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More in Tux Machines

Red Hat and Fedora

  • Is there need for Red Hat Certification training in Zimbabwe?
    A local institution is investigating the need to train Systems Administrators/Engineers who use Linux towards Red Hat certifications. The course is targeted at individuals with at least 2 years experience using Linux.
  • Red Hat, Inc. (NYSE:RHT) By The Numbers: Valuation in Focus
  • Fedora @ Konteh 2017 - event report
    This year we managed to get a booth on a very popular student job fair called Konteh. (Thanks to Boban Poznanovic, one of the event managers)
  • Fedora 26 Alpha status is NO-GO
    The result of the second Fedora 26 Alpha Go/No-Go Meeting is NO-GO. Due to blockers found during the last days [1] we have decided to delay the Fedora 26 Alpha release for one more week. There is going to be one more Go/No-Go meeting on the next Thursday, March 30th, 2017 at 17:00 UTC to verify we are ready for the release.
  • Fedora 26 Alpha Faces Another Delay
    Fedora 26 was set back by a delay last week and today it's been delayed again for another week. Fedora 26 Alpha has been delayed for another week when at today's Go/No-Go meeting it was given a No-Go status due to outstanding blocker bugs.

GNOME News: Gtef, GNOME 3.24 Release Video, Epiphany 3.24

  • Gtef 2.0 – GTK+ Text Editor Framework
    Gtef is now hosted on gnome.org, and the 2.0 version has been released alongside GNOME 3.24. So it’s a good time for a new blog post on this new library.
  • GNOME's GTK Gets Gtef'ed
    Developer Sébastien Wilmet has provided an overview of Gtef with this text editing framework having been released in tandem with GNOME 3.24. Gtef provides a higher level API to make it easier for text editing or in developer-focused integrated development environments.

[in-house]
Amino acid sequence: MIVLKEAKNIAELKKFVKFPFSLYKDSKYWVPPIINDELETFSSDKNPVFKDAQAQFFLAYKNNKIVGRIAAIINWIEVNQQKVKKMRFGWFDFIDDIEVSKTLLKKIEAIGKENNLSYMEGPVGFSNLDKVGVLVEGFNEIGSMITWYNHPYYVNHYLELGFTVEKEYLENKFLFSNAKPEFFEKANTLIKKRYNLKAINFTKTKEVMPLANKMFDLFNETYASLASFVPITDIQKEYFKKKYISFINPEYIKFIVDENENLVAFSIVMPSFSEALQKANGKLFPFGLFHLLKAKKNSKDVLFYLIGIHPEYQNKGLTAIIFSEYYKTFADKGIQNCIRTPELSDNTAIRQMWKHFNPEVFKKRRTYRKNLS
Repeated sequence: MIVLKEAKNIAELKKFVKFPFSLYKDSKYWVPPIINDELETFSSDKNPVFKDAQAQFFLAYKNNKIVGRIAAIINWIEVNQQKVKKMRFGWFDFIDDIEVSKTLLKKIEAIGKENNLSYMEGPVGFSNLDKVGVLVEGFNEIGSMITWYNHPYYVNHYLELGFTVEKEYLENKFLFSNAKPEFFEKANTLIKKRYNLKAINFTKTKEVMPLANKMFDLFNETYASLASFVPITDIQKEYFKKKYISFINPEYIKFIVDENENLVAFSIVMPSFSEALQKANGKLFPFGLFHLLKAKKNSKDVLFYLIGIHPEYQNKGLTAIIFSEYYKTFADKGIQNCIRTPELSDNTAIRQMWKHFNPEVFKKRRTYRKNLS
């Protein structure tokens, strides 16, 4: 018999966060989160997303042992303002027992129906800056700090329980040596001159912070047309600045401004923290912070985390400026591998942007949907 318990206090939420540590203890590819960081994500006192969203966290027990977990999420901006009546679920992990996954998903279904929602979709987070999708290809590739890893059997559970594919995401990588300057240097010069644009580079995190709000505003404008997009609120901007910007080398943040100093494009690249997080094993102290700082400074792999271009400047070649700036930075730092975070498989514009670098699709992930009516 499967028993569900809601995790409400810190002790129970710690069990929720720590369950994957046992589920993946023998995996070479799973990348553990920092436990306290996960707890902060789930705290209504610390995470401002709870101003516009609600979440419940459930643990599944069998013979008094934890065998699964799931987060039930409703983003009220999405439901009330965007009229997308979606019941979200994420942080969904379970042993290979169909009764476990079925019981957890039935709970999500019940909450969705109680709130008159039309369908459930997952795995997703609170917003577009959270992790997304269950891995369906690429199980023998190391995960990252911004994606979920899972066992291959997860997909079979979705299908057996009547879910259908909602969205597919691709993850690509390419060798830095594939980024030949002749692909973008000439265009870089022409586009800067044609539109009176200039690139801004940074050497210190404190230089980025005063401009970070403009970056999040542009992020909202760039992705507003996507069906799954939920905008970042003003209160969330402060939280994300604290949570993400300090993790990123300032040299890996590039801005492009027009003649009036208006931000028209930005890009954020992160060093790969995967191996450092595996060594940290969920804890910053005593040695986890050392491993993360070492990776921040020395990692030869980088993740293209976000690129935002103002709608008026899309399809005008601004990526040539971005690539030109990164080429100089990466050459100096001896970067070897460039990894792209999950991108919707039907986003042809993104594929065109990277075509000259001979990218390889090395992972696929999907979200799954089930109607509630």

• The Official GNOME 3.24 Release Video Is Here
    By now you’re probably well aware that a new update to the GNOME desktop has been released — and if you’re not, where’ve you been?! GNOME 3.24 features a number of neat new features, welcome improvements, and important advances, most of which we’ve documented in blog posts during the course of this week.
  • A Web Browser for Awesome People (Epiphany 3.24)
    Are you using a sad web browser that integrates poorly with GNOME or elementary OS? Was your sad browser’s GNOME integration theme broken for most of the past year? Does that make you feel sad? Do you wish you were using an awesome web browser that feels right at home in your chosen desktop instead? If so, Epiphany 3.24 might be right for you. It will make you awesome. (Ask your doctor before switching to a new web browser. Results not guaranteed. May cause severe Internet addiction. Some content unsuitable for minors.)

today's howtos

AMDGPU Vega Patches and AMD Open-Sources Code

  • More AMDGPU Vega Patches Published
    Less than one week after AMDGPU DRM Vega support was published along with the other Vega enablement patches for the Linux driver stack, more Direct Rendering Manager patches are being shot out today.
  • AMD have announced 'Anvil', an MIT-licensed wrapper library for Vulkan
    AMD are continuing their open source push with 'Anvil' a new MIT-licenses wrapper library for Vulkan. It's aim is to reduce the time developers spend to get a working Vulkan application.
  • AMD Open-Sources Vulkan "Anvil"
    While waiting for AMD to open-source their Vulkan Linux driver, we have a new AMD open-source Vulkan project to look at: Anvil. Anvil is a project out of AMD's GPUOpen division and aims to be a wrapper library for Vulkan to make it easier to bring-up new Vulkan applications/games. Anvil provides C++ Vulkan wrappers similar to other open-source Vulkan projects while also adding in some extra features.